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Adventures of YB125 in Bolivia. Part 6

Bolivia is a poor country, one of the poorest countries in South America ... to be more precise, it is on the penultimate place in the list. This is evident even in tourist and big cities and villages. In normal acceptable conditions (according to our average views) just units live there. These units are concentrated around the cities ... It's nothing to speak of small villages or non-tourist towns. More than half of the country wears sandals from automobile tires, one third of the country lives still without electricity, some villages and even districts of large cities lack clean drinking water.
All this poverty is accessible to the eyes of even an inattentive traveler. To some extent this fact greatly facilitates our trip - only in Bolivia it is possible to have an excellent dinner for pennies (lunch includes first and second meals). The same fact also makes some difficulties - the terrible state of roads, the lack of clean drinking water again ... Maybe because China is far away, but this poor remains the only frontier on the path of merciless globalization - it's simply impossible to tear the view from the countryside. Beautiful and interesting, still dressed in full symbolism.
Simple Bolivians (ordinary citizens who are not employed in tourism) are very difficult to photograph. Their temper is steep, it's probably in the blood. They often refuse, sharply and unequivocally. Agree rarely and more often because they simply do not understand what we want. But there are cases in which a photographer and even a foreigner can do everything. It's holidays. The larger the holiday, the freer you feel with the camera in hand. The most large-scale holiday of the country takes place 4 weeks before Semana Santa - this is the Oruro Carnival.
Arriving in Oruro ahead of time we found out that it is simply impossible to find a hotel for the time of carnival and not only because the prices even for the most terrible rooms are overstated in 10-15 times, but because they are reserved in advance .. Oruro in the days of the carnival lay a route for processions, on the streets they make tribunes. Before the official start with professional dancers, this passage is given to the village people who come from different provinces to show themselves. At this carnival, we did not stay in the city because of the prices, but we saw enough of the village ones. By the way, they, too, have nowhere to sleep in the days of the official carnival. Grandmothers, grandfathers literally walk for three days in the streets dancing and drinking, resting right on the sidewalks.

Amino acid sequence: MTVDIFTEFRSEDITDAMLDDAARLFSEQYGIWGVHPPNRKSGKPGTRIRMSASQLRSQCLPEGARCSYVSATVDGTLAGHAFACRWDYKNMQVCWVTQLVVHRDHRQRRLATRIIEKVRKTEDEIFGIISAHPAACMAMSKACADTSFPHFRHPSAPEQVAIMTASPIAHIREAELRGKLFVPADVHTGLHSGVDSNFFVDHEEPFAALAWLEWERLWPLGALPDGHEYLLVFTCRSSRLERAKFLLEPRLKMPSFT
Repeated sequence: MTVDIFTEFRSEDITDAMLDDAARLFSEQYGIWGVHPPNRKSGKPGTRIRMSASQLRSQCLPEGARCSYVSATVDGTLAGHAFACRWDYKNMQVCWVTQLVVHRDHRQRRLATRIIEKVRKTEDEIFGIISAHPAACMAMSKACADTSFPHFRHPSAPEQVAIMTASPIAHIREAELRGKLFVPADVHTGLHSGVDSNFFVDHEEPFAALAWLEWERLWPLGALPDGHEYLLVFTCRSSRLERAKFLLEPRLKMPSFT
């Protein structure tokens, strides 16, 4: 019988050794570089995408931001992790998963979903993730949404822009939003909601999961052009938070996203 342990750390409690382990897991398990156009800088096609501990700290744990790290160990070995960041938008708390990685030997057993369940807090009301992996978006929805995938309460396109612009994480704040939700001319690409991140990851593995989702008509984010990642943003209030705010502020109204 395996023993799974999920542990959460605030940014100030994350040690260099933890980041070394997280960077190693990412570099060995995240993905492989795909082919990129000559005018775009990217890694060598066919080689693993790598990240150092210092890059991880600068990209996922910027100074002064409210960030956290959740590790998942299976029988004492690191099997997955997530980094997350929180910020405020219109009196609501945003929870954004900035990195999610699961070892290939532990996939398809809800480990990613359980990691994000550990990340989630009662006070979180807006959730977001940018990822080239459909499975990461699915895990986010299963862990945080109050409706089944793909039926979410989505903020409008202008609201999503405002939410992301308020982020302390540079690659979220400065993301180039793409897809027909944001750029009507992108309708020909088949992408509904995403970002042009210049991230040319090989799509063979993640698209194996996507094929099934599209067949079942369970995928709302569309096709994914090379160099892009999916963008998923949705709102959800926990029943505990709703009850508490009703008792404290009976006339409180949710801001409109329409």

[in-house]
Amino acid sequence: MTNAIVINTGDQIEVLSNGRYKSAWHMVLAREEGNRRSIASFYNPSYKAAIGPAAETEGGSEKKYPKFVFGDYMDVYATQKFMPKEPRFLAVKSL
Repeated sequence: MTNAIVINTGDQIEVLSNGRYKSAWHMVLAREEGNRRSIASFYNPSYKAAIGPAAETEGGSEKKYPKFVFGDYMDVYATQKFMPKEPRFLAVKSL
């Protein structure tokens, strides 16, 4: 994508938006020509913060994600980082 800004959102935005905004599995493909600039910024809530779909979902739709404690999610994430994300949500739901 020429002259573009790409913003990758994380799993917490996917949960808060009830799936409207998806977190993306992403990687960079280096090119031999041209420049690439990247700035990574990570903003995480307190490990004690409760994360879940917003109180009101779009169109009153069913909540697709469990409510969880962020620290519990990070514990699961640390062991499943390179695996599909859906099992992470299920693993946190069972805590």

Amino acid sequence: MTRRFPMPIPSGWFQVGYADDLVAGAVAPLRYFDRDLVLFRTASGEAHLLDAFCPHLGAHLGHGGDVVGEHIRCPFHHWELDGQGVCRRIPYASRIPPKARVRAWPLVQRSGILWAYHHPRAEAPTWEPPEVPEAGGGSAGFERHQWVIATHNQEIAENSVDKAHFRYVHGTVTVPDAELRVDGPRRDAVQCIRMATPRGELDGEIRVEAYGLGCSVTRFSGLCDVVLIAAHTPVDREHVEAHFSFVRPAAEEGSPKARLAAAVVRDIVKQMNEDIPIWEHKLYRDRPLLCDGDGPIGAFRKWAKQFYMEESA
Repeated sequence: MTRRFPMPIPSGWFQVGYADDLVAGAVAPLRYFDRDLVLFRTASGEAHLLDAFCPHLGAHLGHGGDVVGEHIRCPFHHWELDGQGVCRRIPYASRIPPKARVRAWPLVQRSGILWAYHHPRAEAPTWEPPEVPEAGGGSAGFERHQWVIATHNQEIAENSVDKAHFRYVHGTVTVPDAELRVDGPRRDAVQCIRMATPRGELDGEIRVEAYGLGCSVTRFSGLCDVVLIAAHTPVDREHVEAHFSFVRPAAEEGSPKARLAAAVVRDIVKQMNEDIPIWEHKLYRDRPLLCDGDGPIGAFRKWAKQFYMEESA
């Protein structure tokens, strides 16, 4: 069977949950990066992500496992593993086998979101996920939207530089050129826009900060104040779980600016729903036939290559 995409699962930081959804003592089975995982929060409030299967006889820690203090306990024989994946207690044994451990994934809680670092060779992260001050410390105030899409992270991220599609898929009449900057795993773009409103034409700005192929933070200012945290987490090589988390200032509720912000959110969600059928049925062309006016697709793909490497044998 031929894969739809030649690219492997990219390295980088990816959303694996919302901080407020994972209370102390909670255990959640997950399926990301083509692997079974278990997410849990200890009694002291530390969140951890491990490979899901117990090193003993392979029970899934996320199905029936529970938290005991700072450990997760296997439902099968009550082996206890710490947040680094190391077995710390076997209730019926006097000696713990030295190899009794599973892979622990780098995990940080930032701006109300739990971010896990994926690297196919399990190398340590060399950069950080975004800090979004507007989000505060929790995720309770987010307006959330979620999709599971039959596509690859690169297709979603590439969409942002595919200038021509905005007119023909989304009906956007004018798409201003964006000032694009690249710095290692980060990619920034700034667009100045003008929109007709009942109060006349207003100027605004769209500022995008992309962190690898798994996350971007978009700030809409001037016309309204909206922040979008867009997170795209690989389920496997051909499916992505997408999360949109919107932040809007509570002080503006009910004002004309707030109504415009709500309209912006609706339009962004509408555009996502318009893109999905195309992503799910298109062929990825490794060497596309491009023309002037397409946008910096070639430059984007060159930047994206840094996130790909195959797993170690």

Another petroglyphs on our way
Leaving Oruro, we did not suspect that, having got to the small village Sakaka in the middle of "nowhere", we will meet another carnival.
Carnival in small villages is always not at all what is shown in cities with professional dancers. And everywhere it is different. Our carnival promised to be interesting :) First of all, because the Indians fooled Catholics in full. Well, Catholics have been severely abolished, but in Sakak (as well as in other mountain villages of the departments of Oruro, Potosi at least), Indians under the guise of carnival celebrate the very same new year (dates coincide in cultures throughout South America and so it happened , which coincided with European carnivals).

To be continued...
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